Taking as an example the popular conceit of humans colonizing another planet, not only can this narrative device play a “what if” role about the future, but it also may give us insights about the past.
What have humans actually done in the past when expanding their territories on earth and encroaching on lands inhabited by others, human and/or non-human?
Ray Bradbury plays this idea out on many levels in The Martian Chronicles, where the colonization of Mars and the Martian-human relationships can stand in for a variety of events that have already taken place within the confines of our own planet.
In my debut sci-fi novel for YA readers, Inside the Palisade, I pose the question: What would happen if men had been banned from society and women reproduced through an artificial insemination procedure using stored genetic material?
|K.C. named Omega/Meg after her daughter (shown at the writing desk).|
In this all-female society men have been demonized (literally referred to as “demen”) as the cause of a great apocalypse that has brought humanity to the brink of extinction. Teen protagonist (Omega/Meg) comes across a young man who has been hidden within the walls of the city, and he isn’t what she expected. She is forced to question everything she’s been told about the differences between men and women and ultimately learns the truth about why the men were blamed for everything that went wrong.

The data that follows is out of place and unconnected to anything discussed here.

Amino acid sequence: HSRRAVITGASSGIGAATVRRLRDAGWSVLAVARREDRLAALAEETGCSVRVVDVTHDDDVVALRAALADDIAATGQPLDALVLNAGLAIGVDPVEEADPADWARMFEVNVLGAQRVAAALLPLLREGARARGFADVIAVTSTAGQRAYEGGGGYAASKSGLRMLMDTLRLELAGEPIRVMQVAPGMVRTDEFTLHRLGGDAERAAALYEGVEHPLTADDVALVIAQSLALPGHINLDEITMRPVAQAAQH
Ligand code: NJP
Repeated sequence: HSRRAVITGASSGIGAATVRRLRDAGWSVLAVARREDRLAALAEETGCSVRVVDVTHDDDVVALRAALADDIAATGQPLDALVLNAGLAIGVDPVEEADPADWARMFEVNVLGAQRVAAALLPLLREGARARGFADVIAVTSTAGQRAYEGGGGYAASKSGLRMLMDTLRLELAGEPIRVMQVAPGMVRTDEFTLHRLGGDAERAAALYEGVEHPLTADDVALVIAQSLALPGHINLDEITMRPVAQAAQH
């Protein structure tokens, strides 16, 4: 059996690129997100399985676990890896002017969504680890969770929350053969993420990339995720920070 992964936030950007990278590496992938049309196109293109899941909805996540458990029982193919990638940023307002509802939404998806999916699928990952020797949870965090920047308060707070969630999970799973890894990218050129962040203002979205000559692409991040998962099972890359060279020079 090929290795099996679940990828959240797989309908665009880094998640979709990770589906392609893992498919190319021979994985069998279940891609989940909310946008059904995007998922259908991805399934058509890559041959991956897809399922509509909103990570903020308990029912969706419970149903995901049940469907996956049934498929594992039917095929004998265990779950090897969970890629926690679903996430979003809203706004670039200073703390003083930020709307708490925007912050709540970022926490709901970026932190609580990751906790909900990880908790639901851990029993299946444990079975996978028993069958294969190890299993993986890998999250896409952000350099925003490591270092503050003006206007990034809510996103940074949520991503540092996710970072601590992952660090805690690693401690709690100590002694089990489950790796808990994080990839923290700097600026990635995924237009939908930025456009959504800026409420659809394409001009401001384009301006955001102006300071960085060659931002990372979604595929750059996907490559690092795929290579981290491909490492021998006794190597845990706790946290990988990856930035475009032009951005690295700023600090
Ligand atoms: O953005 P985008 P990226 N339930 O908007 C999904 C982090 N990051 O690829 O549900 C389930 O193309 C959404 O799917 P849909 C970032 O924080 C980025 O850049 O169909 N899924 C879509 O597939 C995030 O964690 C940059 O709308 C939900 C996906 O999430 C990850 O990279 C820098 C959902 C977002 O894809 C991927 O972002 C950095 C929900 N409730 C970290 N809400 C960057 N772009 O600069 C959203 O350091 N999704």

The men here stand in for the “other.” Because Caucasian men are typically not thought of as an oppressed group in a western society, the set-up is a non-threatening lens through which to confront issues of “difference.” The device can invite readers to think about oppression or victimization of others hopefully without the narrative seeming overly preachy or judgmental. It takes a weird situation that would likely never happen in real life (my “what if”), and use it to encourage readers to think about why we dislike or fear people who are different, why we sometimes think of others as “less than” ourselves.
Good sci-fi gives us the opportunity to turn a real world problem on its head, or at least look at it through a new prism, so we can encourage readers to think about it from a new perspective while telling an engaging and unusual tale in the process. I love all genres and am a very eclectic reader, but I have a special place in my heart for sci-fi because of the amazing perspectives it can bring to us all.
* (a) Divergent by Veronica Roth; (b) When She Woke by Hillary Jordan; (c) Do Androids Dream of Electric Sheep? by Philip K. Dick; (d) The Martian Chronicles by Ray Bradbury.
|Writer cats on the job, so to speak.|